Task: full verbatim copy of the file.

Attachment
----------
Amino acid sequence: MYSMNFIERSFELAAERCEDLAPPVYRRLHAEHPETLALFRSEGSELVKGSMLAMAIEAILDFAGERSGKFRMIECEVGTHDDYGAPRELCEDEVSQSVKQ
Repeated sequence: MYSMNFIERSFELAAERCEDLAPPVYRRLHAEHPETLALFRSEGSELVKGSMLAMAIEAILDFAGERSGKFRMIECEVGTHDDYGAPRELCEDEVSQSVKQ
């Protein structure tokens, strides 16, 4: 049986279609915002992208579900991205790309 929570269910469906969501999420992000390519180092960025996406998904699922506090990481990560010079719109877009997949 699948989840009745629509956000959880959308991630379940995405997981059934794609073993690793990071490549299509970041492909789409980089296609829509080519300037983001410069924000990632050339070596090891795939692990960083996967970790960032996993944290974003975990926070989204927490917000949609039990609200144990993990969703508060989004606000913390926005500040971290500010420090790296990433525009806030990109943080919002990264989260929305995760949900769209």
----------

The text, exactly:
Amino acid sequence: MYSMNFIERSFELAAERCEDLAPPVYRRLHAEHPETLALFRSEGSELVKGSMLAMAIEAILDFAGERSGKFRMIECEVGTHDDYGAPRELCEDEVSQSVKQ
Repeated sequence: MYSMNFIERSFELAAERCEDLAPPVYRRLHAEHPETLALFRSEGSELVKGSMLAMAIEAILDFAGERSGKFRMIECEVGTHDDYGAPRELCEDEVSQSVKQ
């Protein structure tokens, strides 16, 4: 049986279609915002992208579900991205790309 929570269910469906969501999420992000390519180092960025996406998904699922506090990481990560010079719109877009997949 699948989840009745629509956000959880959308991630379940995405997981059934794609073993690793990071490549299509970041492909789409980089296609829509080519300037983001410069924000990632050339070596090891795939692990960083996967970790960032996993944290974003975990926070989204927490917000949609039990609200144990993990969703508060989004606000913390926005500040971290500010420090790296990433525009806030990109943080919002990264989260929305995760949900769209």